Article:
With weather life can scarce endure,
That light has won a fraction’s strength,
And day put on some moments’ length,
Whereof in merest rote will come,
Weeks hence, mild airs that do not numb;
     O crocus root, how do you know,
          How do you know?
~Thomas Hardy, from Thomas Hardy: The Complete Poems

 

 

snowscrocus1

 

This is why I believe that God really has dived down into the bottom of creation, and has come up bringing the whole redeemed nature on His shoulders. The miracles that have already happened are, of course, as Scripture so often says, the first fruits of that cosmic summer which is presently coming on. Christ has risen, and so we shall rise.

…To be sure, it feels wintry enough still: but often in the very early spring it feels like that.  Two thousand years are only a day or two by this scale.  A man really ought to say, ‘The Resurrection happened two thousand years ago’  in the same spirit in which he says ‘I saw a crocus yesterday.’

Because we know what is coming behind the crocus.

The spring comes slowly down the way, but the great thing is that the corner has been turned.  There is, of course, this difference that in the natural spring the crocus cannot choose whether it will respond or not.

We can. 

We have the power either of withstanding the spring, and sinking back into the cosmic winter, or of going on…to which He is calling us.

It remains with us whether to follow or not, to die in this winter, or to go on into that spring and that summer.
~C. S. Lewis from “God in the Dock”

 

 

snowycroci

 

If there’s fire on the mountain
Or lightning and storm
And a god speaks from the sky

That means someone is hearing
The outcry and the birth-cry
Of new life at its term.
~Seamus Heaney from “The Cure at Troy”

 

sunrise11182

 

We are mere seed lying dormant, plain and simple, with nothing to distinguish us one from the other until the murmurs of spring begin, so soft, so subtle.  The soil shakes loose frosty crust as the thawing warmth begins.   Sunlight makes new life stir and swell, no longer frozen but animate and intimate.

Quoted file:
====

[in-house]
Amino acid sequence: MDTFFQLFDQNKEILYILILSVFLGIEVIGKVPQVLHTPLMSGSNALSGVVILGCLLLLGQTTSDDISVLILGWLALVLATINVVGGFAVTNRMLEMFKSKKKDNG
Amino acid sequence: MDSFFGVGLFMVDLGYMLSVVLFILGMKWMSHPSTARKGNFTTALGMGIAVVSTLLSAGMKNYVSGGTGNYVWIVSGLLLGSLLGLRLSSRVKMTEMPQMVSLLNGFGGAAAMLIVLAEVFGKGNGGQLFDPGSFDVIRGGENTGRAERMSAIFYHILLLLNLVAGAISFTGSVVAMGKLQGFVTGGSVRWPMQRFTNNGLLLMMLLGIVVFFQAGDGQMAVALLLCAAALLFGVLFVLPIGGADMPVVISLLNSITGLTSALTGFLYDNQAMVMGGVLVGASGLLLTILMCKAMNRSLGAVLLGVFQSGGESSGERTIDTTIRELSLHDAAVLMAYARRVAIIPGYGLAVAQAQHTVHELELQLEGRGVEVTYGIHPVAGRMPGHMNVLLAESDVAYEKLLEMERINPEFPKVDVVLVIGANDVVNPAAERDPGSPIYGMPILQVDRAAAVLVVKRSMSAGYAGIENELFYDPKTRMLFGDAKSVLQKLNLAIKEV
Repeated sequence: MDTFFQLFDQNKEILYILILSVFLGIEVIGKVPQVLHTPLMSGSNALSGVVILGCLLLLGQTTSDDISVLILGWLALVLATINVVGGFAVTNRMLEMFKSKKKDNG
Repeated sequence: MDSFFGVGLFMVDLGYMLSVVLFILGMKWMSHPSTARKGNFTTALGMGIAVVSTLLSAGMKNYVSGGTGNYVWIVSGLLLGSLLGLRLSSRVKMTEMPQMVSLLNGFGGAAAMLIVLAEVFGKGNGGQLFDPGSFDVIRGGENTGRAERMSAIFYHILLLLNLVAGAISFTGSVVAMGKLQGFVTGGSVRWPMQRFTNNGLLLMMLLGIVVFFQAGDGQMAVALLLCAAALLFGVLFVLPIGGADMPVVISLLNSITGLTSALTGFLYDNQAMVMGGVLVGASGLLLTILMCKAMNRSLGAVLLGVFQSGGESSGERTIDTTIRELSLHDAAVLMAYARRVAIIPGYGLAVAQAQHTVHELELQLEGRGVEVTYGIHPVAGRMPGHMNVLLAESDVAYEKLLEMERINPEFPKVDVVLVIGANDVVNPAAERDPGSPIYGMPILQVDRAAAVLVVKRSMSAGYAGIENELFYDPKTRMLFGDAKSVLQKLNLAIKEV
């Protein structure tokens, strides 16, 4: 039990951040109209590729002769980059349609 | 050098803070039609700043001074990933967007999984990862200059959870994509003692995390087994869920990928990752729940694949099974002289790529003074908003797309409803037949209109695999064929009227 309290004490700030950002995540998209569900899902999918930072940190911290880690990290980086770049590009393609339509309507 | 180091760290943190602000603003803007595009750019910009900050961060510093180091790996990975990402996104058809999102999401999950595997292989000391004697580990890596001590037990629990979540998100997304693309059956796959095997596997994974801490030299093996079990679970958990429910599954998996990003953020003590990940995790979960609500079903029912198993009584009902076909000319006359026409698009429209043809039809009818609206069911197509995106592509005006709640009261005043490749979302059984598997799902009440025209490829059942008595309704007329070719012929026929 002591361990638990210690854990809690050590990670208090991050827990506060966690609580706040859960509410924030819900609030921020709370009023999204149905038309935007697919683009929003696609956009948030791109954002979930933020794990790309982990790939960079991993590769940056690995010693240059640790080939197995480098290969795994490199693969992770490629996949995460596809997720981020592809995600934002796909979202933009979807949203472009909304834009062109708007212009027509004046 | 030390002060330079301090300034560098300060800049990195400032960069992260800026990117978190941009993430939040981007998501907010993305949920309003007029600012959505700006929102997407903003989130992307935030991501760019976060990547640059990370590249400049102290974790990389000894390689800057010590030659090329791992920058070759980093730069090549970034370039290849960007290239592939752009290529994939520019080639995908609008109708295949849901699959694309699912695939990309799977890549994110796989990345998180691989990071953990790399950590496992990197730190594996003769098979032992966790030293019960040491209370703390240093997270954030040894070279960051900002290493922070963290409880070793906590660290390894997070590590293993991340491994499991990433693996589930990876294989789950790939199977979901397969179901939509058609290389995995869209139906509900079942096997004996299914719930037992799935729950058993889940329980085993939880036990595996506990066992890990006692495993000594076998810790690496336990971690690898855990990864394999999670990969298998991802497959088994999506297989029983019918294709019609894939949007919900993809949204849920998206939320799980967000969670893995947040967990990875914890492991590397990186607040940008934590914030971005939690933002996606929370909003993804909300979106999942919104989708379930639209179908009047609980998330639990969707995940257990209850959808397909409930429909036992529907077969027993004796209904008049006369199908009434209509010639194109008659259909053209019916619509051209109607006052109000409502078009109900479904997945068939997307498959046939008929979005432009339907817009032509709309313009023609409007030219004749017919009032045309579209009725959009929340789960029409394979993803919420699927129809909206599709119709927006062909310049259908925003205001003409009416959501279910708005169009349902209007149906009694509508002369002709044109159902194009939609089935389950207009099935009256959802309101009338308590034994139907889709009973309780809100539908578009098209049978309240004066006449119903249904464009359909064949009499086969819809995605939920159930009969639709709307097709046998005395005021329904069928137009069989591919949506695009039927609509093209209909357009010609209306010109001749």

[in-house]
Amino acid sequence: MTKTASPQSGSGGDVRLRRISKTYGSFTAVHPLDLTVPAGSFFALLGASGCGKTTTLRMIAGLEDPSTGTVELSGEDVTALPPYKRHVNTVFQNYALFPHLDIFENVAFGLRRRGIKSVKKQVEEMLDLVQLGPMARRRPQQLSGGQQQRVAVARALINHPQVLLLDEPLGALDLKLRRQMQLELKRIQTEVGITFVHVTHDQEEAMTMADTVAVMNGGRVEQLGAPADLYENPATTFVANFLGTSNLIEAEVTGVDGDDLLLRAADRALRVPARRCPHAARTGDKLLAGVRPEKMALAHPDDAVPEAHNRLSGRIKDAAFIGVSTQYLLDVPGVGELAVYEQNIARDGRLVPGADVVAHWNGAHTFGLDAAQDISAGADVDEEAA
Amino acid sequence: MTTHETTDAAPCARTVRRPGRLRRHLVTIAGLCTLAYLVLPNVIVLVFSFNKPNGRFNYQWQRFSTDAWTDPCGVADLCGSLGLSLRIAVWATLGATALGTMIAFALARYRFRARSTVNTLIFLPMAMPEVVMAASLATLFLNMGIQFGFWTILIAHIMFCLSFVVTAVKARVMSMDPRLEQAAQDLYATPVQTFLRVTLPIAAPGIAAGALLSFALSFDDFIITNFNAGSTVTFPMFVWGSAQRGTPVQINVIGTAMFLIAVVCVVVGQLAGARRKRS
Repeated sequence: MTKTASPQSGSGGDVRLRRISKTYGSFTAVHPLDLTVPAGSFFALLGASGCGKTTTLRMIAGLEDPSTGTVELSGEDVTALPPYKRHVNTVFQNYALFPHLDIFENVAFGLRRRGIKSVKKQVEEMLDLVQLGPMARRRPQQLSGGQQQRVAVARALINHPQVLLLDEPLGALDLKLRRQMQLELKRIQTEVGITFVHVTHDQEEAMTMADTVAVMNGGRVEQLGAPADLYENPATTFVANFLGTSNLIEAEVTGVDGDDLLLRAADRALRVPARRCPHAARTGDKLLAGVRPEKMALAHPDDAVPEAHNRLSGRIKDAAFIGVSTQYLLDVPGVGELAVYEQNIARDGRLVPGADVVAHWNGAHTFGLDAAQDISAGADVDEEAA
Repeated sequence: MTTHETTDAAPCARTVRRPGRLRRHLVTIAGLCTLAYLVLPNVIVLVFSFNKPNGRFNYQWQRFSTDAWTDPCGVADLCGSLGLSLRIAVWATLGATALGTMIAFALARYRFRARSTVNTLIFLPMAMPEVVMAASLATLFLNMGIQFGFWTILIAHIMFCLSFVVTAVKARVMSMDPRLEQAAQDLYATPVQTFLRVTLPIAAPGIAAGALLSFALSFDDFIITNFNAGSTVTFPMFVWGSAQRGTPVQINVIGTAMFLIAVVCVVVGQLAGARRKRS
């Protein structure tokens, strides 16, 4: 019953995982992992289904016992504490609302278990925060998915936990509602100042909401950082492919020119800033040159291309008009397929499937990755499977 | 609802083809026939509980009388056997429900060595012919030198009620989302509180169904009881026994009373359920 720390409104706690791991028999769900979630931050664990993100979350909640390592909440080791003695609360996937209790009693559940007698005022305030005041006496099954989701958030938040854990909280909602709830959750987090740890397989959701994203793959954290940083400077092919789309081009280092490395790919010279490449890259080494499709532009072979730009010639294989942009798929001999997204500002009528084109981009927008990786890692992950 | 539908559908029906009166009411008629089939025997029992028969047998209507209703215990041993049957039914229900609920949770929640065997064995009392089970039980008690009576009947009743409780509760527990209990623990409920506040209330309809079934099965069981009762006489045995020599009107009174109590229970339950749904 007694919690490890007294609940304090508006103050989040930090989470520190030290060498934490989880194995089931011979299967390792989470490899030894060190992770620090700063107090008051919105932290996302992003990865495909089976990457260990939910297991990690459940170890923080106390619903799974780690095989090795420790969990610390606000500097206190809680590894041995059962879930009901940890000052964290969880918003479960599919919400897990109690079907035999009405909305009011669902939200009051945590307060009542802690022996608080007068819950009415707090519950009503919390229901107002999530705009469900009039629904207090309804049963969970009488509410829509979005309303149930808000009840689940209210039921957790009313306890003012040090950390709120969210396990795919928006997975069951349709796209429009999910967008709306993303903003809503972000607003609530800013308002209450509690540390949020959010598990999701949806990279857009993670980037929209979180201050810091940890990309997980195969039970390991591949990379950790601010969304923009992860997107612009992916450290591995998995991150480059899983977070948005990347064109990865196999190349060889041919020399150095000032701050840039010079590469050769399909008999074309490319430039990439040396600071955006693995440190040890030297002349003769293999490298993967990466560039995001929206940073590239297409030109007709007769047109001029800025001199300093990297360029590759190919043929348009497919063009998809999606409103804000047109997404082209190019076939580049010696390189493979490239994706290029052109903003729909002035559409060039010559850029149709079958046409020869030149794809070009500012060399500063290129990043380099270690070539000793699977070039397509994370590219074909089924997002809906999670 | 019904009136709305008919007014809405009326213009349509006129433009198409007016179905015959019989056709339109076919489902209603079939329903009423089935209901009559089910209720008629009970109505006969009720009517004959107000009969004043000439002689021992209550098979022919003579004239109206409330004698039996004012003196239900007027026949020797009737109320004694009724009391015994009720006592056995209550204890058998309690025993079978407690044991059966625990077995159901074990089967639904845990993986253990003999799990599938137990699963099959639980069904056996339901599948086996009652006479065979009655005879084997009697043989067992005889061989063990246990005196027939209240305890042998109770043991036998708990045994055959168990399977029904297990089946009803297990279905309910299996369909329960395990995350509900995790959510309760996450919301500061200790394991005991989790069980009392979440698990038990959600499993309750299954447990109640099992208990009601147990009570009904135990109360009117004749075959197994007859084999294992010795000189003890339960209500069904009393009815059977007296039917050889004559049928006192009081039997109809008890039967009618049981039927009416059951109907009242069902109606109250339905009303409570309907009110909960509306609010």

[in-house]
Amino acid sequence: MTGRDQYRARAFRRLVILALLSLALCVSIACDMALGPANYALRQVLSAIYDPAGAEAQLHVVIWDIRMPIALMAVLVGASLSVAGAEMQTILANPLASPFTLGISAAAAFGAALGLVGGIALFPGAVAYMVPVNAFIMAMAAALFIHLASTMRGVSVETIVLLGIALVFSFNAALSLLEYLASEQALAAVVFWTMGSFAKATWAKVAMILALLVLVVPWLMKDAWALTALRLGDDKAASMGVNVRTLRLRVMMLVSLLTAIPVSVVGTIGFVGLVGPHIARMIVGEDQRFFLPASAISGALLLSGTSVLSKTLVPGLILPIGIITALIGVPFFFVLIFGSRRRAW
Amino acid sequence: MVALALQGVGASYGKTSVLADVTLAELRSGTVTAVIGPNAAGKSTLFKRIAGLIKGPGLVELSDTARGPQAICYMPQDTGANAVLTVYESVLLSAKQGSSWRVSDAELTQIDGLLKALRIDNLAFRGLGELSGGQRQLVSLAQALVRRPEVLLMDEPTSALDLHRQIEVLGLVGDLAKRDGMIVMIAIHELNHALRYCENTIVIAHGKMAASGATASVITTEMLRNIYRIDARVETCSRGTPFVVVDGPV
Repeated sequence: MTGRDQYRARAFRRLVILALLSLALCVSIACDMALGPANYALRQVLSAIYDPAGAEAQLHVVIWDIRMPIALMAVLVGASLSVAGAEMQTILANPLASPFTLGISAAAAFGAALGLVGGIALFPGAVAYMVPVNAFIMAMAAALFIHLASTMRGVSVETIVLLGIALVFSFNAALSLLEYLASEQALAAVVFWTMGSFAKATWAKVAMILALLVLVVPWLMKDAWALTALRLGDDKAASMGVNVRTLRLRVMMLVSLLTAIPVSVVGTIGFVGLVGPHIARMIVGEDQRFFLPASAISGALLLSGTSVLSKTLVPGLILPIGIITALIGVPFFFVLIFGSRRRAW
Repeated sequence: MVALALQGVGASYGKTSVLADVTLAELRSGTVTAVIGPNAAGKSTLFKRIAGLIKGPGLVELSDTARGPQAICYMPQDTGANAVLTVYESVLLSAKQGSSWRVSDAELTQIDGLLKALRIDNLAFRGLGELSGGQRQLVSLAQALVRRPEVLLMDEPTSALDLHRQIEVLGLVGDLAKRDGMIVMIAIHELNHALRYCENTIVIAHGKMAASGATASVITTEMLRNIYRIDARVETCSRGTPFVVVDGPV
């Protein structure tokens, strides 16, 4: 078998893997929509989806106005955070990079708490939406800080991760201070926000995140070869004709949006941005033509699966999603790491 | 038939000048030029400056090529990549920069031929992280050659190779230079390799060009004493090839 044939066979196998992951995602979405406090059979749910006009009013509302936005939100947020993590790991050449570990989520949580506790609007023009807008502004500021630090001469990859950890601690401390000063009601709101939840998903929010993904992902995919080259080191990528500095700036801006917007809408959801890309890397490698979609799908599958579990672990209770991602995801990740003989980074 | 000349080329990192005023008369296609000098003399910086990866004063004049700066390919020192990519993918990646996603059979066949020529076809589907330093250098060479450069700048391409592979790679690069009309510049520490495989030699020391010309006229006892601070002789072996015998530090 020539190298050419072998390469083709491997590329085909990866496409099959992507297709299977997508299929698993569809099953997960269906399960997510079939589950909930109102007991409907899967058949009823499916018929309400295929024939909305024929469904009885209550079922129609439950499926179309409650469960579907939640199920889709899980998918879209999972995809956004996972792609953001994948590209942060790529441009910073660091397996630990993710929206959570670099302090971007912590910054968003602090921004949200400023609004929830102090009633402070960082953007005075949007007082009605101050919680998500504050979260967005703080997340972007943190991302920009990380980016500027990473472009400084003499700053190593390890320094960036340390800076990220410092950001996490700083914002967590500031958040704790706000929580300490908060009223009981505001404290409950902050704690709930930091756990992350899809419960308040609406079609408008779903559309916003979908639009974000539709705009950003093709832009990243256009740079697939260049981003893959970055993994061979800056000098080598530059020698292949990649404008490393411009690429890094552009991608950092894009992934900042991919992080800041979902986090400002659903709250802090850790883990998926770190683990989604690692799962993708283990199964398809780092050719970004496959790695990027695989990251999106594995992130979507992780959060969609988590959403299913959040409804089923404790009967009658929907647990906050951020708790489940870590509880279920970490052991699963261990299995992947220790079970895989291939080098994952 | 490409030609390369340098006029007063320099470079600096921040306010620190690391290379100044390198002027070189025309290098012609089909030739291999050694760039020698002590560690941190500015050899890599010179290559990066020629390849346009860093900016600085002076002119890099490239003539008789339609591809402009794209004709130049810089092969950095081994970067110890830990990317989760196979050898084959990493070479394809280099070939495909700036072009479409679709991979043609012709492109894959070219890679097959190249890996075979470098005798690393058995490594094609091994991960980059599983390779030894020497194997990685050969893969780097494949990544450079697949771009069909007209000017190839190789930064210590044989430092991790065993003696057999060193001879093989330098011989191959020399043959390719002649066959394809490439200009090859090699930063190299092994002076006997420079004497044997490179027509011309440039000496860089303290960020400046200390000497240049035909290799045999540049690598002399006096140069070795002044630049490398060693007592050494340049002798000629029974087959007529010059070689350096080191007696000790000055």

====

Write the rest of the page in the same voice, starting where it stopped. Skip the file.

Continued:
We will soon wake with a “birth-cry” from our quiescence to sprout, bloom and fruit.  We will reach as far as our tethered roots will allow, beyond earthly bounds to touch the light and be touched.

How do we know when the time has come?

We are ready and waiting to unfurl, in response to the fire in the sky:
called by the voice and breath of God.

 

bakerhat

 

 

Sprout Boldly

snowdrops212316

baker11317

Some of us . . . are darkness-lovers.
We do not dislike the early and late daylight of June,
but we cherish the gradually increasing dark of November,
which we wrap around ourselves in the prosperous warmth
of woodstove, oil, electric blanket, storm window, and insulation.

We are partly tuber, partly bear.
Inside our warmth we fold ourselves
in the dark and its cold –
around us, outside us,
safely away from us;
we tuck ourselves up
in the long sleep
and comfort of cold’s opposite,
warming ourselves
by thought of the cold,
lighting ourselves by darkness’s idea.
~Donald Hall from “Season at Eagle Pond”

shadesofgray

crociwinter

I confess
loving the dark as much as light.
Drawn without alarm clock
away from my pillow,
I awake early
covered in inky blackness
of unlit January mornings.

An uncharted day
before sunrise,
so raw with ripening,
belongs to no one else
until the light comes
to force me forth.
Only from darkness do I
sprout so boldly.

stormynight

rootcellarsunset

 

 

Scattered

maplekeys2016

oregongrape

The light beats upon me.
I am startled—
a split leaf crackles on the paved floor—
I am anguished—defeated.

A slight wind shakes the seed-pods—
my thoughts are spent
as the black seeds.
My thoughts tear me,
I dread their fever.
I am scattered in its whirl.
I am scattered like
the hot shrivelled seeds.

The shrivelled seeds
are spilt on the path—
the grass bends with dust,
the grape slips
under its crackled leaf:
yet far beyond the spent seed-pods,
and the blackened stalks of mint,
the poplar is bright on the hill,
the poplar spreads out,
deep-rooted among trees.

O poplar, you are great
among the hill-stones,
while I perish on the path
among the crevices of the rocks.
~Hilda Doolittle “Mid-Day”

vetch

If seeds in the black earth can turn into such beautiful roses, what might not the heart of man become in its long journey toward the stars?
—G.K. Chesterton

mayrose516

We are mere seeds lying dormant, plain and simple, with nothing to distinguish us one from the other until the murmurs of spring begin, so soft, so subtle.  The soil shakes loose frosty crust as the thawing warmth begins.   Sunlight makes life stir and swell, no longer frozen but animate and intimate.

We wake from our quiescence to sprout, bloom and fruit.  We reach as far as our tethered roots will allow, beyond earthly bounds to touch the light and be touched.

There is renewed hope seeded in the heart of man, ready and waiting to unfurl, with a precious fragrance that lingers, long after the petal has dried, loosened, and fallen to freedom.

poplarsunset